The trip from being a Ukrainian electrical engineering student to owner and principal of Bleecker Street Capital was a long one for Dmitri Smolansky, but a passion for math and a love of poker pointed the way.
Smolansky had already completed three-and-a-half years toward a degree in electrical engineering from the Kiev Technical Institute before he immigrated to the United States with his family in 1991. Once here, he went back to school and earned a degree in statistics from the University of Illinois at Chicago.
So armed, he went to work building actuary models in the insurance industry, though the choice of profession was born from logic, not passion. "I studied statistics and actuarial signs were kind of in vogue for the time. It was the logical place for a statistics student to work, so that’s where I went," he says.
It was a good training ground for Smolansky, whose trading approach revolves around maximizing return per unit of risk.
It wasn’t long, though, before he was looking for something a bit more exciting. "I’m a poker and chess player. There are a lot of similarities between poker and investment management," he says. "There is the feeling that you can never learn everything that there is to know, and that even the smartest people are often wrong."
This led him to pursue his MBA, which he earned from the New York University Sterns School of Business in 1998. Thus prepared, he was hired on at General Motors (GM) to work on their Global Tactical Allocation plan. This experience laid much of the foundation for what Smolansky would do with Bleecker.
Smolansky started with GM as an analyst and eventually become a portfolio manager in 2001, which made him responsible for both GM’s internal portfolios and allocating money to outside managers. That access to traders outside of GM helped develop his trading strategy. "Because GM was a very large client of many investment firms, I had the luxury of discussing a lot of research and management issues with the brightest people in the investment management business," he says. "Since I was the head of the group, I spoke with their research analyst guys about global macro business."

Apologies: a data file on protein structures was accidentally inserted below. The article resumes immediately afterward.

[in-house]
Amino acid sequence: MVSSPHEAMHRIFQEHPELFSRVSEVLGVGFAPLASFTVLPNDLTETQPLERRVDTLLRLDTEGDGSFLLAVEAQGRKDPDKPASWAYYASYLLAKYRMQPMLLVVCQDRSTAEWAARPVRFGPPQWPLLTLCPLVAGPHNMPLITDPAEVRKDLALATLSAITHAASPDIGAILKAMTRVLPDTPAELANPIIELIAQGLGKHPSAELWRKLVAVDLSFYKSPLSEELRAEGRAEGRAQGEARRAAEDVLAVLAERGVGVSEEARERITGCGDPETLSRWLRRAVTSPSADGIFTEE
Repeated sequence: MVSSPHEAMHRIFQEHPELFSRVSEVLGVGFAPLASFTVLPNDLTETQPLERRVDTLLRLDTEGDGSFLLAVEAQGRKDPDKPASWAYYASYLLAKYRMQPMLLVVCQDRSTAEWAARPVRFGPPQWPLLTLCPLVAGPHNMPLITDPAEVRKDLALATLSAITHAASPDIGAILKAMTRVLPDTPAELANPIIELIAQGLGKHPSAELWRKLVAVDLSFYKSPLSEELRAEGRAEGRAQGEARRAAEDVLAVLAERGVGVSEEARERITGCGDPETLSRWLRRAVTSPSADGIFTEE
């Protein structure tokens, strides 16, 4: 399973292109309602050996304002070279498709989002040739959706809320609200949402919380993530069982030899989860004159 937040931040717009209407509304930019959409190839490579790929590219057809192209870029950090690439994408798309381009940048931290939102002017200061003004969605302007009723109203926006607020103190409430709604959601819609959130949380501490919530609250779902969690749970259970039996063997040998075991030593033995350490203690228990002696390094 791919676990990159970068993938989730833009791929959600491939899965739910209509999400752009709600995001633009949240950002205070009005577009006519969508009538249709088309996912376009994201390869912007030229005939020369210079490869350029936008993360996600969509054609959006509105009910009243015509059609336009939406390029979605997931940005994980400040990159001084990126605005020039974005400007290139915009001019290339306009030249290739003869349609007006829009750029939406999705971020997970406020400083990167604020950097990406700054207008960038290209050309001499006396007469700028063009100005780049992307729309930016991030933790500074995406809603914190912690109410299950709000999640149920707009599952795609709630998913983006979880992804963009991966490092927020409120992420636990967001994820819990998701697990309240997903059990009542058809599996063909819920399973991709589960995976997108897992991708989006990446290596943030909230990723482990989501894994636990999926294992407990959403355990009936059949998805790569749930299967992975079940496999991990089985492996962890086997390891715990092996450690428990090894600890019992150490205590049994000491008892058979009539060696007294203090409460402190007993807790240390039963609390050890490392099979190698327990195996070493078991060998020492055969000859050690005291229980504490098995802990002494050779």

Smolansky left GM in 2005 and spent time as a portfolio manager at Tribeca Global Management and managed the Smolansky Fund Limited managed account that was sponsored by Plinthos LLC as part of Man Founders Incubation program.
Smolansky says a big influence for his trading philosophy was Tom Hazuka, who managed a program for Mellon Capital Management. Among the things Hazuka taught him was the importance of economic theory. "He showed me that just because a theory does not work in a particular environment does not mean the theory is wrong. He was more into theory and less into short-term data mining," Smolansky says.
In May 2009, he became the principal and sole owner of Bleecker. The name? "Bleecker is a street in Greenwich Village, right next to NYU where I went to study. My first apartment with my wife was on Bleecker Street. I have very good memories of it," he says.
Smolansky uses a systematic global macro approach that takes into account fundamental and behavioral factors to make trading decisions. He uses fundamental factors to analyze market valuations to capture inefficiencies and differences in expected returns, and deploys behavioral factors aimed to exploit investors’ under-reaction or over-reaction to changes in economic variables.
"Behavioral factors are more short-term in nature and they compliment fundamental valuation factors very nicely in the sense that they are not correlated and they try to address deficiencies that valuation factors have," he says.
Smolansky trades equity index, bond and currency strategies that are independent of each other, though the equity index and bond strategies exploit relative value. The strategies will buy an undervalued market while selling a related overvalued market in a mean reversion play.
He trades the financial sectors because that is where his research has focused for the last 12 years and the economic drivers for their performance are more economic theory.
Smolansky started Bleecker with $5 million under management; within a month that number grew to $12 million. It is now over $39 million. Since inception, Bleecker is up an annualized 11.8% through October with a volatility of about 5%. The target is 12-15% annual return.
Smolansky hopes to grow in size and scope. "In five years I would love to be managing $1 billion and have a good team. Maybe adding one or two researchers" he says.
A love of strategy games like chess and poker made Smolansky look to trading. In both, knowing your opponent and allocating risk where it can earn the most on a risk-adjusted basis is key. By combining valuation factors with behavioral factors, Smolansky gets the biggest bang for his risk capital buck.